Perfection vs. Imperfection
As an adult in her twenties, she was actively involved as a volunteer at church and unknowingly had adopted this attitude of rejecting people who showed signs of imperfection. At one of the volunteer Christmas parties, Bill gave her the book, Ragamuffin Gospel by Brennan Manning, which is all about God’s gracious love for broken people like the author, who was an alcoholic.
She recalled, “I read that book and this is literally what I said at the end, ‘This book is a joke. This isn’t true. You shouldn’t be allowed to mess up like this and then be able to write about it and make other people think it’s okay.’ That was my impression of that book and I couldn’t understand what [Bill] or anybody saw in it. I thought it was absolutely wrong and that nobody—you shouldn’t promote things like that.”
Her inability to accept others stemmed from the feeling that her parents could never accept her. She never felt good enough for them. So, she made sure that no one else was good enough either.
During what turned out to be a pivotal time in Lauren’s adult life, she felt frustrated with where her life was headed and decided to take control. She decided to stop trusting her future to God and doing what was expected of her by people at church. She was going to do what she wanted to do so that she could be happy.
Soon after this, she stopped working with the church youth group because she wanted to focus on herself and on getting married.
“You figure at that point I was 25 and every girl feels they are going to be alone forever at that point (which is totally irrational but now looking back that’s what I thought). I decided to focus on myself and so I met this guy who had two kids and was not a [Christian] and I was ready to throw everything away. I was going to date this man and just ‘Ha, ha!’ to everything else.”
Everything changed one day while she was brushing her teeth. She remembered
shouting out to God.
“I remember at that point God told me, ‘You’re doing something dumb. This is not the plan for your life. This is not what you’re supposed to be doing.’ And I remember shouting out to God and saying, ‘Oh yeah, what have You done for me?’ Because, by 25, I didn’t have a good relationship with my family. I had been moved a thousand times. I didn’t have a typical story. I didn’t have boyfriends. I didn’t have proms. I didn’t have these things that other people have.”
Lauren’s entire life was playing out before her. She could feel all of the injustice. She had sacrificed so much to be a Christian. All the normal things, the fun things that kids get to do, she had given up to serve him. She had done so much for Him and was so angry and challenged God, “What have You done for me?”
She was “just so angry and that’s what I said to God. And, you know those moments where God just talks to you? God said, ‘I sent my son to die for you on the cross’ and it was the most—I don’t want to even say like the most humbling—It was the most loving point, like I totally—It wasn’t a moment of like that God punished me and made me feel guilty and made me feel—cause that’s a horrible thing to say, you know that’s awful to say to God but it was like this moment of absolute purity and love and simplicity and I was like, ‘You’re right.’”
She struggled to find just the right words to express the inexpressible presence of God. The presence of God overwhelmed her with love and she no longer felt that he had abandoned her.
Her sacrifice seemed reasonable when pictured alongside Christ’s sacrifice on the cross. God loved her and had not forgotten her desire to get married and be loved.
Soon after she broke off the relationship with this man, she started dating the man who would become her husband.
God’s grace did not culminate in Lauren finding a husband. God wanted her to know that he loved and accepted her for who she was and not just because she had sacrificed so much for him.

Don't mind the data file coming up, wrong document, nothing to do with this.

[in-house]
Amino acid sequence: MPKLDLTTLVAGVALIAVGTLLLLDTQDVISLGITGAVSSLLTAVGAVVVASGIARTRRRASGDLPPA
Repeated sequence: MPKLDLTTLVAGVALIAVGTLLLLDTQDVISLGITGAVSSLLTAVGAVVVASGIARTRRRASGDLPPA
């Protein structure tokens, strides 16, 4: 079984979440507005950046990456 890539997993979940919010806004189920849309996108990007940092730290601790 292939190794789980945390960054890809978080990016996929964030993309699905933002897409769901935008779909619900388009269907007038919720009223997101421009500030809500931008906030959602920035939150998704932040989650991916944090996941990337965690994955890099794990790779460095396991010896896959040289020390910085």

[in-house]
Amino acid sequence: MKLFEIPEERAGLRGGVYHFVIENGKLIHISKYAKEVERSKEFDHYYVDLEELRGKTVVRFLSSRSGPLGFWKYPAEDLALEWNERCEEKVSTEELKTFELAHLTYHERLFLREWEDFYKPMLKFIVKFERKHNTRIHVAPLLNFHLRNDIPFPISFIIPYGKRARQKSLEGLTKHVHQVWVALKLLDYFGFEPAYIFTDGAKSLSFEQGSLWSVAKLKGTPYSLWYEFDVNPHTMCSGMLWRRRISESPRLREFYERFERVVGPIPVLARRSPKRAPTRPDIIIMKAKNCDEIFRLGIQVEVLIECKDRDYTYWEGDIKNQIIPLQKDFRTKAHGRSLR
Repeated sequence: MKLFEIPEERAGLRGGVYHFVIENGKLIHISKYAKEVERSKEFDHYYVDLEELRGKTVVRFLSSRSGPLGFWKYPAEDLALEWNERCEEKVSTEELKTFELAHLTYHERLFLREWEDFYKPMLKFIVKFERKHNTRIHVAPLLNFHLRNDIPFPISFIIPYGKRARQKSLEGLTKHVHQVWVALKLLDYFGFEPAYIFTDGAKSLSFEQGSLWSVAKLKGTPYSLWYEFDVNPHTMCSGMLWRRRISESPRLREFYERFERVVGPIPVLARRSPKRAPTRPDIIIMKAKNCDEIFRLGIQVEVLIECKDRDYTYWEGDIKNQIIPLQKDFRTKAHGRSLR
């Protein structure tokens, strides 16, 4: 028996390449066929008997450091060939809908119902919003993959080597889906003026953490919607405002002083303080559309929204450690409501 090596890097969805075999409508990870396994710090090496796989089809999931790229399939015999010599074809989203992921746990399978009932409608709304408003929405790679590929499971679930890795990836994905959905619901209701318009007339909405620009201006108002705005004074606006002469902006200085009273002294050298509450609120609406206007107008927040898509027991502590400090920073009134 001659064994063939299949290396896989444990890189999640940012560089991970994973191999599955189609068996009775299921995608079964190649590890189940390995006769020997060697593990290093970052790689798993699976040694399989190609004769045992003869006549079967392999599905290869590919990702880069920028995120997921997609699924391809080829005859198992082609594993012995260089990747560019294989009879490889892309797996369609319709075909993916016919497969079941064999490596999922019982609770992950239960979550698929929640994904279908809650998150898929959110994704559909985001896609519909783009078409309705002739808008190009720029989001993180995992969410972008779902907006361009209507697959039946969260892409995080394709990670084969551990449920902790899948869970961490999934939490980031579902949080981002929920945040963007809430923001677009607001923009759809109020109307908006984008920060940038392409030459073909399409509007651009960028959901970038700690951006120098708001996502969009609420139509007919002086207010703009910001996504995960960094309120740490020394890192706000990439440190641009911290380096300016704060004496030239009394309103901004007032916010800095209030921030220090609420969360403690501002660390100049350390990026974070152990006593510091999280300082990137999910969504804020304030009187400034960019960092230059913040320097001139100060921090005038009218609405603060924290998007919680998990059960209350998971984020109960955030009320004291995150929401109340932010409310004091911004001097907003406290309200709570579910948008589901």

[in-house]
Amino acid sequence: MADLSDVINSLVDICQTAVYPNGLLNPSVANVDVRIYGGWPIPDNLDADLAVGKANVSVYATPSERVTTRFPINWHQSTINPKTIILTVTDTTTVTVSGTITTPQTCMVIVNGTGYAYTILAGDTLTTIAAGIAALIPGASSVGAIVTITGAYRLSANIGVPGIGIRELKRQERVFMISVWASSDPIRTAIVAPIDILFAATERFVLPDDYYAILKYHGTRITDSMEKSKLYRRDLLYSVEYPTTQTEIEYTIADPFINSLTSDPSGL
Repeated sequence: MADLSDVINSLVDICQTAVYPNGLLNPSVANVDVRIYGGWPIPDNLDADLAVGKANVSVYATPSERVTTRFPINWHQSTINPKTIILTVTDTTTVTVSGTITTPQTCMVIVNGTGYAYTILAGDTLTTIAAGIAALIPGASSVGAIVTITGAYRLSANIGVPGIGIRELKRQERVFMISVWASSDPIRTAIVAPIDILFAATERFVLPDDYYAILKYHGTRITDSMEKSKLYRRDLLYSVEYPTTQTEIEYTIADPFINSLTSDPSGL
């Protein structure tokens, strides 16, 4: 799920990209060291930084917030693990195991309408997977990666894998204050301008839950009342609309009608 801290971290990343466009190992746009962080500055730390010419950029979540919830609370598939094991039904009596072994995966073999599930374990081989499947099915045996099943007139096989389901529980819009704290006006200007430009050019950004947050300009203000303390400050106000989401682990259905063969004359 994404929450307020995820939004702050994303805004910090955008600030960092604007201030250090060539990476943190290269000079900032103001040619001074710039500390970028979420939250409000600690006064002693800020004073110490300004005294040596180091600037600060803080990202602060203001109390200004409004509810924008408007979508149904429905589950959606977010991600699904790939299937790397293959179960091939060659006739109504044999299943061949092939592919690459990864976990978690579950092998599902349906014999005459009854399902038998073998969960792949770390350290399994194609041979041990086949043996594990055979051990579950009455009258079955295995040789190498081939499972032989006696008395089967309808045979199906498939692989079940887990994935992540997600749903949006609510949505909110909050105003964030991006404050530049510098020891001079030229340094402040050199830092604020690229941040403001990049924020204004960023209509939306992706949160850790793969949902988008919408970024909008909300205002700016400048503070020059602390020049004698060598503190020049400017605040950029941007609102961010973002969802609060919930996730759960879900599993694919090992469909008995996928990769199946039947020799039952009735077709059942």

Lauren found herself in a very difficult and confusing situation when she “got pregnant before I was married, all of a sudden I [understood] that Ragamuffin Gospel. And now I get it because it’s not about—it’s not about perfect people and what he said in that book, the Gospel is not for perfect people.”
The culmination for Lauren was realizing that there was a lie that she had believed and accepted from her family. “I had adopted exactly what my parents did to me, which was “Reject everybody.” … If somebody has an issue, you reject that person, and just that perfection and that lack of love.”
This started her on a yearlong journey of trying to understand what love is. Her perspective on everything had begun to change, for Lauren, “it was an absolute break in the way that I have viewed the world for, up to that point, 30 years. It was a massive change of a worldview and absolutely I had adopted that [lie], probably unknowingly, because what’s the worst mask, [thinking that] you’re doing what’s right. So why would I ever doubt what I was doing was wrong because I was doing what was right.”
She recognized the lies of perfectionism and judgmentalism that had become her perspective. By God’s grace, she was able to begin the process of learning to love unconditionally.
She is still following that path, attending church and feeling very connected with her church family.
Lauren felt like everything was perfect in her world as a young child when she belonged, when she was surrounded by people that loved her and knew her.
When she lost that sense of belonging, she felt like she lost her identity.
Finding a new church, people that loved her and accepted her brought her a new sense of identity. And, typical of adolescence, that new identity formed apart from her parents.
She didn’t realize until years later that she had adopted some of the same judgmentalism and perfectionism that isolated her from her parents. As they had pushed her away, she had pushed so many others away.
When she had a moral crisis, she was forced to face her own imperfection and her own need for God’s grace.
In this place of humility and a desperate need for grace, she found her true identity in Christ. Finally, she truly belonged. She belonged in her own skin. She could accept her own imperfections and therefore accept the imperfections in others. Her understanding of what it means to belong was transformed and became a strong foundation upon which to build her life.